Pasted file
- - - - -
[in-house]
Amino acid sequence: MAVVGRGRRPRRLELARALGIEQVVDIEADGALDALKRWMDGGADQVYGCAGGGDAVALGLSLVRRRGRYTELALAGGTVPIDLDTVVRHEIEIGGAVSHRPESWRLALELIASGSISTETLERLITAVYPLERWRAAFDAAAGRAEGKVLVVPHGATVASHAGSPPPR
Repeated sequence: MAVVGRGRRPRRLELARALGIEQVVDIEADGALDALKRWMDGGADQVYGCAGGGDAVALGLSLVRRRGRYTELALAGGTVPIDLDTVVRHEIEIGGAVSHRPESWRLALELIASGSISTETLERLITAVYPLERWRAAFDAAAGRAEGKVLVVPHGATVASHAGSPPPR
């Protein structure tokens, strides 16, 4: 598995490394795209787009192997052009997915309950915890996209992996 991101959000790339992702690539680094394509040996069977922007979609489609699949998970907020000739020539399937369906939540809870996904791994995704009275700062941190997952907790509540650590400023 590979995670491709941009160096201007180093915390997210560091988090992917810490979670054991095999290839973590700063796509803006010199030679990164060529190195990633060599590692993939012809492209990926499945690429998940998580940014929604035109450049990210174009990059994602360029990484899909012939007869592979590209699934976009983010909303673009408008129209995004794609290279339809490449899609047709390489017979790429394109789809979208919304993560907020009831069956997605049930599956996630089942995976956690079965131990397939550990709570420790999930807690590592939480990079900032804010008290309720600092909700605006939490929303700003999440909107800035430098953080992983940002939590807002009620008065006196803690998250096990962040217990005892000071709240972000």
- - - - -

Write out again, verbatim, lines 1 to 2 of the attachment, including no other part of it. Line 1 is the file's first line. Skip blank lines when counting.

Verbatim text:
[in-house]
Amino acid sequence: MAVVGRGRRPRRLELARALGIEQVVDIEADGALDALKRWMDGGADQVYGCAGGGDAVALGLSLVRRRGRYTELALAGGTVPIDLDTVVRHEIEIGGAVSHRPESWRLALELIASGSISTETLERLITAVYPLERWRAAFDAAAGRAEGKVLVVPHGATVASHAGSPPPR